In the space of just weeks, two major dairy investigations have been released which reveal horrific animal suffering on American dairy farms.
In fact, many more exposés have been published in this time, but I am going to focus on just these two for now for a very specific reason.
One of the farms has been held up as an example of transparency and welfare, the other is organic, which often carries positive welfare connotations for consumers. Despite this, investigators filmed animals being tortured at both facilities. Both investigations were carried out by Animal Recovery Mission (ARM).
'Disneyland of agriculture'
The first investigation released in early June was into Fair Oaks Farm in Indiana, which has been described as the 'Disneyland of agricultural tourism', and offers tours of its pastures, museum, restaurant, and hotel. It claims it provides 'complete transparency into the everyday operations of a dairy farm'.
According to ARM, its investigator witnessed abuse 'within hours' of starting their job, with video footage showing workers kicking, pushing, and slamming newborn calves to the ground because they did not nurse from the artificial rubber nipple - preferring to suckle on workers' fingers instead.
Calves, who were kept in small pens, were not given adequate nutrition or hydration, with some dying as a result. The video also shows employees hitting, stabbing, and calves with metal bars and branding irons, as well as sitting on them - which was often too much weight for the young calves to bear. Workers, managers, and foremen were observed joking as they sat on calves, and the animals' legs buckled under the weight.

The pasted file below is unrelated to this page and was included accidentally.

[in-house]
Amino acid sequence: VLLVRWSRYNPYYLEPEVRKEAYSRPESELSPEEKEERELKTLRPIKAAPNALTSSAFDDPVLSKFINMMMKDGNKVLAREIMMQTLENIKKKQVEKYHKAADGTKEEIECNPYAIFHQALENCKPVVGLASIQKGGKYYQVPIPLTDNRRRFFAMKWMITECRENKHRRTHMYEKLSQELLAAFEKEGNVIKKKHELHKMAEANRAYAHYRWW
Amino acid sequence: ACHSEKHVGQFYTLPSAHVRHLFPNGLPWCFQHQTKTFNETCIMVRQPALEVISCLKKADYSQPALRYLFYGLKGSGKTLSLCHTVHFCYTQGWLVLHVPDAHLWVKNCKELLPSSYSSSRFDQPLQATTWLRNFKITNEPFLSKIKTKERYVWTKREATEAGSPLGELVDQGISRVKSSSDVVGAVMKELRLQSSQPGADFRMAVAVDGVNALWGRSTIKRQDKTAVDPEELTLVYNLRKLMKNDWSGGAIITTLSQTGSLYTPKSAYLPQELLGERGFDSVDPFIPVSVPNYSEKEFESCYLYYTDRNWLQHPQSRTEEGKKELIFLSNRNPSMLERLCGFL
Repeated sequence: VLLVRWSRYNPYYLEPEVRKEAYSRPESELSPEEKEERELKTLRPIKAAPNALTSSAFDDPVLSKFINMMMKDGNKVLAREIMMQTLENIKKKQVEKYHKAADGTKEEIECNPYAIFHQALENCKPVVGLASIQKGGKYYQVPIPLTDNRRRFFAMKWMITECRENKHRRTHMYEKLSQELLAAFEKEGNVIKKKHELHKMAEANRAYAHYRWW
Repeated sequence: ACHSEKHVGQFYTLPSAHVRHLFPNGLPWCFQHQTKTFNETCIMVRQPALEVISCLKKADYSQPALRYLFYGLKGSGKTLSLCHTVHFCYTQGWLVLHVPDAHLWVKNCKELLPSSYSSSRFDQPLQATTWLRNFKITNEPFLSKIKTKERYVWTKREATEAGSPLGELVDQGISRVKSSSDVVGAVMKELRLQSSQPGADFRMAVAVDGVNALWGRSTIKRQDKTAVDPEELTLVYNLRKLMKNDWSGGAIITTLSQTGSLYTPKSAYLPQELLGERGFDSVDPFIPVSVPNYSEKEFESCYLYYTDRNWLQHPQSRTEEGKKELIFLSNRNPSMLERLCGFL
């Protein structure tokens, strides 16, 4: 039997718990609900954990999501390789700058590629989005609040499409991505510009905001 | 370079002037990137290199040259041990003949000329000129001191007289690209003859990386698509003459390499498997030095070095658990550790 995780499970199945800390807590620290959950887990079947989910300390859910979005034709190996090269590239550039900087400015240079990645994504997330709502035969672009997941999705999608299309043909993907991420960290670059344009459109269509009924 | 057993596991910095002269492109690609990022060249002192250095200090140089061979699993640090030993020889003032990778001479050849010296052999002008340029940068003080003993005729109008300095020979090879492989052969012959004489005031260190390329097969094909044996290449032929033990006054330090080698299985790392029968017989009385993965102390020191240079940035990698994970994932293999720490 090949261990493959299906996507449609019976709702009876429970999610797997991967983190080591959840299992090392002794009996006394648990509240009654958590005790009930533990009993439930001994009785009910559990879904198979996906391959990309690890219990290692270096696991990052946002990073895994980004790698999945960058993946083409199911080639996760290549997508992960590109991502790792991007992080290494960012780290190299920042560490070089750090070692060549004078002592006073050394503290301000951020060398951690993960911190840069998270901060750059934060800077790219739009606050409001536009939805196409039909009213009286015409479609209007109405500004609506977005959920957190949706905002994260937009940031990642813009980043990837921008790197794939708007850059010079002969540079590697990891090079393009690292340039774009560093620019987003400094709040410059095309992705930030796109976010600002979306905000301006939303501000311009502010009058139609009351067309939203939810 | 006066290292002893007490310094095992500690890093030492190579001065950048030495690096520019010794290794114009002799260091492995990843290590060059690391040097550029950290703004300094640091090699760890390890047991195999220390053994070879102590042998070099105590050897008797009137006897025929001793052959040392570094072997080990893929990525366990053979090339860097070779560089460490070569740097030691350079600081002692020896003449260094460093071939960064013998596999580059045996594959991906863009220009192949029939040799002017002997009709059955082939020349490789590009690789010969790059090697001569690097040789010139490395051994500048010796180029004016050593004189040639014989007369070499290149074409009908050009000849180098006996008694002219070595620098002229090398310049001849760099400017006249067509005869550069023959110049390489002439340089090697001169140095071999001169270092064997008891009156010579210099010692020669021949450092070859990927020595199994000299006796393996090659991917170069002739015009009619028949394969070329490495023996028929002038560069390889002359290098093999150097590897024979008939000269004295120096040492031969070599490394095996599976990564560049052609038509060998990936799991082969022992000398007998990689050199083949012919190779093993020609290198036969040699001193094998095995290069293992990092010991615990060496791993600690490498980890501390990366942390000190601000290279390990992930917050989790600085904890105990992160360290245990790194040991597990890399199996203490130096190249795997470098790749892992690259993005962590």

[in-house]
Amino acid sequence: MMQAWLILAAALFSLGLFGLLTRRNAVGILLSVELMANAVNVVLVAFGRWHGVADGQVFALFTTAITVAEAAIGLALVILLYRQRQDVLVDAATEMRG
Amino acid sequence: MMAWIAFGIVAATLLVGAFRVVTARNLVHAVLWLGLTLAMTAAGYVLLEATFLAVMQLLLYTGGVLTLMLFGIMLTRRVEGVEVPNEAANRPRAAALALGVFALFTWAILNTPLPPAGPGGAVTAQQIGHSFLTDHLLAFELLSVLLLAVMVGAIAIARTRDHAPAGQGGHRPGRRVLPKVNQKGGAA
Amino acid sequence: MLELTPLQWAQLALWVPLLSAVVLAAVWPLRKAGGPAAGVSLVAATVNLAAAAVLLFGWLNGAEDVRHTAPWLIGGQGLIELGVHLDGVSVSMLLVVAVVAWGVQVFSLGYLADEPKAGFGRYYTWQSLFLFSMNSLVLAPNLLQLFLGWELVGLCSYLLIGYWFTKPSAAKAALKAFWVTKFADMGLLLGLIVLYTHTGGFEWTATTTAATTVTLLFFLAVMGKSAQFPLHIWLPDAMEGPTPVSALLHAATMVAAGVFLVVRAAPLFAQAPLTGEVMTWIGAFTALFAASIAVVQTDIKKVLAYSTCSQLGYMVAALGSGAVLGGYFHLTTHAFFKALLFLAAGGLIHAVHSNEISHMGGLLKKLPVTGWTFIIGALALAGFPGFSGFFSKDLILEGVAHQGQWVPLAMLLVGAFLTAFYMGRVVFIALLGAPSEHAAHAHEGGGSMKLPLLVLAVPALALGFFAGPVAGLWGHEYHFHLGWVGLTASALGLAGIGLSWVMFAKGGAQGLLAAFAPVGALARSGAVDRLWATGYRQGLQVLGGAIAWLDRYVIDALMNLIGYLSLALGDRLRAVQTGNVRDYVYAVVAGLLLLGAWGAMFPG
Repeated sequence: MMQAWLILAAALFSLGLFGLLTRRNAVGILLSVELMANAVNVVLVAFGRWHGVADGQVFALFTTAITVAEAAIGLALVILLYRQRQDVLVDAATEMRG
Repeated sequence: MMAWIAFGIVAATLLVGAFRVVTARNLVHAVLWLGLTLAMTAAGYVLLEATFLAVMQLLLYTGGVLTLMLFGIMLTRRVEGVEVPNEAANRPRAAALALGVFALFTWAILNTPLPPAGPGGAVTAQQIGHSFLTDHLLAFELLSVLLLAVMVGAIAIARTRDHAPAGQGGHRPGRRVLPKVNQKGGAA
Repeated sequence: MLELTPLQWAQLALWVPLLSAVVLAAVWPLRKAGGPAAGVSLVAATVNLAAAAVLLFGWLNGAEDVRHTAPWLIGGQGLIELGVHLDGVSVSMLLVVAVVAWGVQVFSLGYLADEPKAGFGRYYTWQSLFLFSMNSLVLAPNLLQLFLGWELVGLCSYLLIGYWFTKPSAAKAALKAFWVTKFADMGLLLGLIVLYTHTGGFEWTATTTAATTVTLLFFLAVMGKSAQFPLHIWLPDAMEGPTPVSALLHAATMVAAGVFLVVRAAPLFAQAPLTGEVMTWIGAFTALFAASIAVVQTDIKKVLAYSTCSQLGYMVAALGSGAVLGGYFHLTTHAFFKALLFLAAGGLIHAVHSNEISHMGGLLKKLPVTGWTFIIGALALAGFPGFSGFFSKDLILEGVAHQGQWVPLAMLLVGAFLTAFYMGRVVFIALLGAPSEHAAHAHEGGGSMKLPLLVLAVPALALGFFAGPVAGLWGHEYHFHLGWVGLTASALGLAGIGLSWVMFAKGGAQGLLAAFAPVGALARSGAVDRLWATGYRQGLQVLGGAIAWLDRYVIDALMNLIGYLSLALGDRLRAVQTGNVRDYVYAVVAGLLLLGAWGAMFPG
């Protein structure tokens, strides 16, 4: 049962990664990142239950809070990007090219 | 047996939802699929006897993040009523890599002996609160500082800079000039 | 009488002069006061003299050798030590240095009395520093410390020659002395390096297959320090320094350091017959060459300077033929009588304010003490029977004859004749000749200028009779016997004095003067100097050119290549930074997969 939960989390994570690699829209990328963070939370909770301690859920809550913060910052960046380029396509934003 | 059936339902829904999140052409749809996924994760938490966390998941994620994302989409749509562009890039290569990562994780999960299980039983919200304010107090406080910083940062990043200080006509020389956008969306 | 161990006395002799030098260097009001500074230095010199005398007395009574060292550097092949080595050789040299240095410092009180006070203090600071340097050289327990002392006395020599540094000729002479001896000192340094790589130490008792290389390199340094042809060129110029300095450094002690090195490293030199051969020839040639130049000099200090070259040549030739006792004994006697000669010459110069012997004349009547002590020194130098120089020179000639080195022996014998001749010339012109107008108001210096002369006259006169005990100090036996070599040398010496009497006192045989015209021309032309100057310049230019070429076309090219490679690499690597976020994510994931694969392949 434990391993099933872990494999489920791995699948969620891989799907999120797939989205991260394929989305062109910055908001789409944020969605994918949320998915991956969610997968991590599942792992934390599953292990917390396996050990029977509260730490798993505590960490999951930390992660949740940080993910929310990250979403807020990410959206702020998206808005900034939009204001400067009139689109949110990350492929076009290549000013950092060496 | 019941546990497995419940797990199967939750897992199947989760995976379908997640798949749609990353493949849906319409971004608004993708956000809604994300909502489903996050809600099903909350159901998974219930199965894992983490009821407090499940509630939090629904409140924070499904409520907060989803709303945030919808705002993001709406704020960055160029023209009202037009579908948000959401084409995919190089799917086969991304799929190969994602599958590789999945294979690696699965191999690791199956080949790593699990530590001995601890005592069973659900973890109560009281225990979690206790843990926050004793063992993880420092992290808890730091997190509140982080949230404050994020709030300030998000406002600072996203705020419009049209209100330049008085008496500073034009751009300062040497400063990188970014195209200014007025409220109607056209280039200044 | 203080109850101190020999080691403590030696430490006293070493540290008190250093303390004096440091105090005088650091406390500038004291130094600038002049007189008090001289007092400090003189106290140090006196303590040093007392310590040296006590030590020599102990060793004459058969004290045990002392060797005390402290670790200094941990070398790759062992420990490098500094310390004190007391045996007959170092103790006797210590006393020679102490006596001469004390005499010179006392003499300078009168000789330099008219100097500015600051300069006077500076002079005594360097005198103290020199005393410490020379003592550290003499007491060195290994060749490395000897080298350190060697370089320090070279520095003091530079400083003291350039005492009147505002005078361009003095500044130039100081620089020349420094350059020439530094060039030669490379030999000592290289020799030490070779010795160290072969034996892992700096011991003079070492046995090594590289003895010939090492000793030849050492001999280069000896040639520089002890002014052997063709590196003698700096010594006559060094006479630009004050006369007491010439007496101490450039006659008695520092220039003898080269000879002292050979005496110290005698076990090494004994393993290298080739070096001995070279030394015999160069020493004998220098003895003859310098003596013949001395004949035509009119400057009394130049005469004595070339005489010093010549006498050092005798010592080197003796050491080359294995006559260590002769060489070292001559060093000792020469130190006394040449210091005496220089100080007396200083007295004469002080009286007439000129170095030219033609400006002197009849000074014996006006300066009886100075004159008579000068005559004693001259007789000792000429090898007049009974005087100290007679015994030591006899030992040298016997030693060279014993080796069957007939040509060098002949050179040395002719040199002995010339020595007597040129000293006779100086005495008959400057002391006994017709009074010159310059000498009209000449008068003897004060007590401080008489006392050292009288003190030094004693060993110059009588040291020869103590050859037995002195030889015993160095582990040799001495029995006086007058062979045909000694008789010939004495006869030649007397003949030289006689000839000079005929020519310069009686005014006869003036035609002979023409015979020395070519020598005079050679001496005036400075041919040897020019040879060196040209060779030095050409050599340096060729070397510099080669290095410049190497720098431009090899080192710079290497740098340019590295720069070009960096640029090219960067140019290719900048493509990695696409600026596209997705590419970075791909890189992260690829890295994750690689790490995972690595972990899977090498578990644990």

Fair Oaks Farms Founder Mike McCloskey made a statement on the video footage describing it as 'a shock and an eye-opener'. He said an investigation of the video is underway 'during and after which disciplinary action will be taken, including termination and criminal prosecution'.
The second investigation, at Natural Prairie Dairies, captured video footage which appeared to show cows 'tormented, kicked, hit with shovels, and stabbed with screwdrivers by vet tech crews and animal caregivers'.
According to ARM, animals were inhumanly tied left in uncomfortable positions for hours, and cows were seen falling into cesspools almost drowning. Also, medical attention was not given to numerous animals, cows with infected eyes, infected udders, cuts, and scrapes, limping and too weak to walk were observed, untreated and in declining health.
Natural Prairie Dairies never responded to Plant Based News' request for comment - and did not appear to respond to other news organizations either.
Time to ditch dairy
These investigations - alongside many others - highlight just how much animals who are exploited for their milk suffer on dairy farms, even on facilities which boast of high welfare credentials. An ethical approach to help end this animal suffering is to ditch dairy.
Next month is a great time to try doing just that. August 22 marks World Plant Milk Day (WPMD), an initiative conceived by Robbie Lockie - vegan advocate, campaigner, and Co-founder of Plant Based News - and run in collaboration with international food awareness organization ProVeg.
Millions of people around the world are ditching dairy, and opting instead for healthy, delicious drinks made entirely from plants. There are so many reasons to do this - including saving the planet, improving your health, and helping stop the exploitation of cows in the dairy industry.
World Plant Milk Day makes it even easier to ditch dairy, with its 7-Day Dairy-Free Challenge. Just as it sounds, it is a week-long initiative which will help you get started on your exciting dairy-free journey.
If you sign up to take part, you'll receive daily emails, with all the information, support and recipes you need to succeed.
So why not join the millions of people worldwide who are opting for kinder, more sustainable, and delicious plant milk?